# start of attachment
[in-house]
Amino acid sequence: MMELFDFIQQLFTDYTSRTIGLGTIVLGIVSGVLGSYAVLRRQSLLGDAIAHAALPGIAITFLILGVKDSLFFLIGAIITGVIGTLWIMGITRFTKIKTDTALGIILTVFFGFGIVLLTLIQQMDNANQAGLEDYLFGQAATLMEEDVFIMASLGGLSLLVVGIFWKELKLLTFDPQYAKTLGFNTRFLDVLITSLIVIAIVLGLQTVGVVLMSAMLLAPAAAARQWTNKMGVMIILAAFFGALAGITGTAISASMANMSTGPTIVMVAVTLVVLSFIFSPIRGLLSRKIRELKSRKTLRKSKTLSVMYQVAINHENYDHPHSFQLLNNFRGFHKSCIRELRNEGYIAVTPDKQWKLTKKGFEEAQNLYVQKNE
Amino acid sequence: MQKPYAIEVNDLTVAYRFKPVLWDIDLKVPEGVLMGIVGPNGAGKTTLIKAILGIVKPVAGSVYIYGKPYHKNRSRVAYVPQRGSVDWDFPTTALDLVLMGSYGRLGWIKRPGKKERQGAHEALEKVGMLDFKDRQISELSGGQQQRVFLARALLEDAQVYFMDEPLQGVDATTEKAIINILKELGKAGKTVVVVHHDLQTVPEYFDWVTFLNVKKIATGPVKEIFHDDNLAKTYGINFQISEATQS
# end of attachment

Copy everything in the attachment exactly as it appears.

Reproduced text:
[in-house]
Amino acid sequence: MMELFDFIQQLFTDYTSRTIGLGTIVLGIVSGVLGSYAVLRRQSLLGDAIAHAALPGIAITFLILGVKDSLFFLIGAIITGVIGTLWIMGITRFTKIKTDTALGIILTVFFGFGIVLLTLIQQMDNANQAGLEDYLFGQAATLMEEDVFIMASLGGLSLLVVGIFWKELKLLTFDPQYAKTLGFNTRFLDVLITSLIVIAIVLGLQTVGVVLMSAMLLAPAAAARQWTNKMGVMIILAAFFGALAGITGTAISASMANMSTGPTIVMVAVTLVVLSFIFSPIRGLLSRKIRELKSRKTLRKSKTLSVMYQVAINHENYDHPHSFQLLNNFRGFHKSCIRELRNEGYIAVTPDKQWKLTKKGFEEAQNLYVQKNE
Amino acid sequence: MQKPYAIEVNDLTVAYRFKPVLWDIDLKVPEGVLMGIVGPNGAGKTTLIKAILGIVKPVAGSVYIYGKPYHKNRSRVAYVPQRGSVDWDFPTTALDLVLMGSYGRLGWIKRPGKKERQGAHEALEKVGMLDFKDRQISELSGGQQQRVFLARALLEDAQVYFMDEPLQGVDATTEKAIINILKELGKAGKTVVVVHHDLQTVPEYFDWVTFLNVKKIATGPVKEIFHDDNLAKTYGINFQISEATQS